brooksphd is pondering a letter of recommendation
"X just applied and she listed you as a reference!"
But this feels nice! And scary - is there an added layer of responsibility on both sides of this equation now?
There is, and I observed that one should avoid overselling the candidate in making one's comments. To this brooksphd replied:
that's the issue I'm thinking about. Did I, could I, would I maybe oversell (or undersell) someone? Really, would it be bad to now 'oversell' someone? to really emphasize their fit because you can write a better letter. Is it common practice? Same as under selling someone is an easy, "I certainly consider this candidate above average. Hir fit in your lab is good. S/he reads the literature and makes solutions at the correct concentration accurately..."
Now, I recognize it is common practice to oversell and I seek ways to include a lot of confidence in the letters that I write for people. I put the best possible spin on my estimation of their talents and I may occasionally neglect to mention the odd deficit that I have observed.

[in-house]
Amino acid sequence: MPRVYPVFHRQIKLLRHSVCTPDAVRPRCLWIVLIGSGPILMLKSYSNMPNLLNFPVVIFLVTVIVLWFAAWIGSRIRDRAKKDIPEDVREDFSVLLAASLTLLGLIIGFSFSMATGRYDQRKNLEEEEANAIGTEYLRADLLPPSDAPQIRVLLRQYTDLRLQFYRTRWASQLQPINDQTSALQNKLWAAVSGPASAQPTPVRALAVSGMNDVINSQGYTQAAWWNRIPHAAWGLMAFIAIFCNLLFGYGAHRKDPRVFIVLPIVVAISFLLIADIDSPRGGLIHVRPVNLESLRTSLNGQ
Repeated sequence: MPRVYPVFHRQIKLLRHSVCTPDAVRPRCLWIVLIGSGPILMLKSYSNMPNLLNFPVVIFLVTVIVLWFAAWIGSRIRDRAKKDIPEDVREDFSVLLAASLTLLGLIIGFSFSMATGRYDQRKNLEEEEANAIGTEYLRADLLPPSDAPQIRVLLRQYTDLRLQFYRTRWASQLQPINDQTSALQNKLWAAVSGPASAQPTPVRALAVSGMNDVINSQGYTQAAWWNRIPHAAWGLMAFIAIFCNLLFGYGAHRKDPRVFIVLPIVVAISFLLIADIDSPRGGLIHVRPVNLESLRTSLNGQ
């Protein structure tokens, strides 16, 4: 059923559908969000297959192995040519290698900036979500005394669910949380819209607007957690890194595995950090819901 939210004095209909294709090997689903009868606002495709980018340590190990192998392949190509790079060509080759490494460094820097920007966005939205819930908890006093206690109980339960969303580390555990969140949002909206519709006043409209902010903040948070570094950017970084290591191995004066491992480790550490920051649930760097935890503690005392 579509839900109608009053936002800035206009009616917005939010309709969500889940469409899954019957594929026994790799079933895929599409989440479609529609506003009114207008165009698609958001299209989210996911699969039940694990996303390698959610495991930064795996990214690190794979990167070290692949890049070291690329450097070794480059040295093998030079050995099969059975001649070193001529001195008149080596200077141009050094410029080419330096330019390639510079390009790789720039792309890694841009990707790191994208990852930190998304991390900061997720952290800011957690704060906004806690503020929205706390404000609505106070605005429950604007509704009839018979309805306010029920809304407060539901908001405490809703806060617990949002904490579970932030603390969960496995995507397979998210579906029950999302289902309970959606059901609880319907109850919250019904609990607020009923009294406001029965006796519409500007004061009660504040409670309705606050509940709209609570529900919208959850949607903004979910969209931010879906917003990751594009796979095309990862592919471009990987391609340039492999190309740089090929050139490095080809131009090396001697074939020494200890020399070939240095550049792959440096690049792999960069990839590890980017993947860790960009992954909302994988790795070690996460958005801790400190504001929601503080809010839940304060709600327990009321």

But you have to keep it within reason.
I've had at least one experience in the past where I took someone into the lab at least partially on the strength of a recommendation letter...and this turned out to be an unreasonable oversell.
I will remind you that this is in full recognition of the type of excessive enthusiasm that we mentor types often think we need to include in the letter. Also with what I happen to think is a reasonable sympathy for the exigencies of life that can cause people's work to be somewhat below the stellar, even for extended intervals of time.
This particular trainee sucked.
And it wasn't just me, either. We're talking all around failure to perform in the context of multiple obligations of this particular training dealio. It happens, and this is not the main point.
The main point is the original letter writer who testified to the skills of this particular individual in a scientific/laboratory context. There is no way in hell the letter could have been an accurate reflection. No way this person performed well in the past...or even performed at average. No way.
So my opinion of this letter writer is now and forever somewhere less than dirt. For certain sure I would never trust any other recommendations that this person might make.
I learned a lesson, my friends, a very powerful one.
You need to keep your recommendations within bounds. Do NOT ever give a glowing recommendation for someone if you know that they are going to turn out to perform significantly below average.
Because if you get burned, that mud comes back on you.